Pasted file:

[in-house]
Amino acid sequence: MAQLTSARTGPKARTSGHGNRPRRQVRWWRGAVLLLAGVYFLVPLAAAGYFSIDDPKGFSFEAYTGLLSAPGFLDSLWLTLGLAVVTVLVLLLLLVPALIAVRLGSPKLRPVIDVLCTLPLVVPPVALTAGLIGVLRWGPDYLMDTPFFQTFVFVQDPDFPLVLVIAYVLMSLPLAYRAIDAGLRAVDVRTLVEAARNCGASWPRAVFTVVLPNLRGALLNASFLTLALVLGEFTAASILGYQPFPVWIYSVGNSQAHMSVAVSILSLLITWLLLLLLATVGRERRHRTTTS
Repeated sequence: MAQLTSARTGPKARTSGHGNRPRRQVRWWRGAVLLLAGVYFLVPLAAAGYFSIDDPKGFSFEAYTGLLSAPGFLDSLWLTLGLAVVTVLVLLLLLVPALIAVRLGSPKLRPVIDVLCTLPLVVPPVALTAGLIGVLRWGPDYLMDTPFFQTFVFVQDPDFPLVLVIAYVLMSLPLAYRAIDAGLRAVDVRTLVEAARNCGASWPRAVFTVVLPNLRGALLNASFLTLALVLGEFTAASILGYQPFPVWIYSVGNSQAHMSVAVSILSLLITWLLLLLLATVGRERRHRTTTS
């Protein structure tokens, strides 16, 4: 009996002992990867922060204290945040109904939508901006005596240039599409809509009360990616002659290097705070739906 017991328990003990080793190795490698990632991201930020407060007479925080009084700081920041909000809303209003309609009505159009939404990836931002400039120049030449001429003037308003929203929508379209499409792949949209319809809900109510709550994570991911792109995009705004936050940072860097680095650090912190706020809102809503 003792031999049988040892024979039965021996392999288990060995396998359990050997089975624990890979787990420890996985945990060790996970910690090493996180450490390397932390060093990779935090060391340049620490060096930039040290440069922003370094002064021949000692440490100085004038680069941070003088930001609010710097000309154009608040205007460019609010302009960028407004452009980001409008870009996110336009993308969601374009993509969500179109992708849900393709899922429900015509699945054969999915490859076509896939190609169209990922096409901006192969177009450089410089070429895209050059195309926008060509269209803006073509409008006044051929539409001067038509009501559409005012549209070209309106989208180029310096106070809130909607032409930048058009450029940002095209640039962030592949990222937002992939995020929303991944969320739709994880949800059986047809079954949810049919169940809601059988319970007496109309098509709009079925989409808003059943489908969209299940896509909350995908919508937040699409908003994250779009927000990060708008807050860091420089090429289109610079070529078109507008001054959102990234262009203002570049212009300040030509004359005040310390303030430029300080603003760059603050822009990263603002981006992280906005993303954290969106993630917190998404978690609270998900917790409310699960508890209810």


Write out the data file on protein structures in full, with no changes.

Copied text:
[in-house]
Amino acid sequence: MAQLTSARTGPKARTSGHGNRPRRQVRWWRGAVLLLAGVYFLVPLAAAGYFSIDDPKGFSFEAYTGLLSAPGFLDSLWLTLGLAVVTVLVLLLLLVPALIAVRLGSPKLRPVIDVLCTLPLVVPPVALTAGLIGVLRWGPDYLMDTPFFQTFVFVQDPDFPLVLVIAYVLMSLPLAYRAIDAGLRAVDVRTLVEAARNCGASWPRAVFTVVLPNLRGALLNASFLTLALVLGEFTAASILGYQPFPVWIYSVGNSQAHMSVAVSILSLLITWLLLLLLATVGRERRHRTTTS
Repeated sequence: MAQLTSARTGPKARTSGHGNRPRRQVRWWRGAVLLLAGVYFLVPLAAAGYFSIDDPKGFSFEAYTGLLSAPGFLDSLWLTLGLAVVTVLVLLLLLVPALIAVRLGSPKLRPVIDVLCTLPLVVPPVALTAGLIGVLRWGPDYLMDTPFFQTFVFVQDPDFPLVLVIAYVLMSLPLAYRAIDAGLRAVDVRTLVEAARNCGASWPRAVFTVVLPNLRGALLNASFLTLALVLGEFTAASILGYQPFPVWIYSVGNSQAHMSVAVSILSLLITWLLLLLLATVGRERRHRTTTS
């Protein structure tokens, strides 16, 4: 009996002992990867922060204290945040109904939508901006005596240039599409809509009360990616002659290097705070739906 017991328990003990080793190795490698990632991201930020407060007479925080009084700081920041909000809303209003309609009505159009939404990836931002400039120049030449001429003037308003929203929508379209499409792949949209319809809900109510709550994570991911792109995009705004936050940072860097680095650090912190706020809102809503 003792031999049988040892024979039965021996392999288990060995396998359990050997089975624990890979787990420890996985945990060790996970910690090493996180450490390397932390060093990779935090060391340049620490060096930039040290440069922003370094002064021949000692440490100085004038680069941070003088930001609010710097000309154009608040205007460019609010302009960028407004452009980001409008870009996110336009993308969601374009993509969500179109992708849900393709899922429900015509699945054969999915490859076509896939190609169209990922096409901006192969177009450089410089070429895209050059195309926008060509269209803006073509409008006044051929539409001067038509009501559409005012549209070209309106989208180029310096106070809130909607032409930048058009450029940002095209640039962030592949990222937002992939995020929303991944969320739709994880949800059986047809079954949810049919169940809601059988319970007496109309098509709009079925989409808003059943489908969209299940896509909350995908919508937040699409908003994250779009927000990060708008807050860091420089090429289109610079070529078109507008001054959102990234262009203002570049212009300040030509004359005040310390303030430029300080603003760059603050822009990263603002981006992280906005993303954290969106993630917190998404978690609270998900917790409310699960508890209810």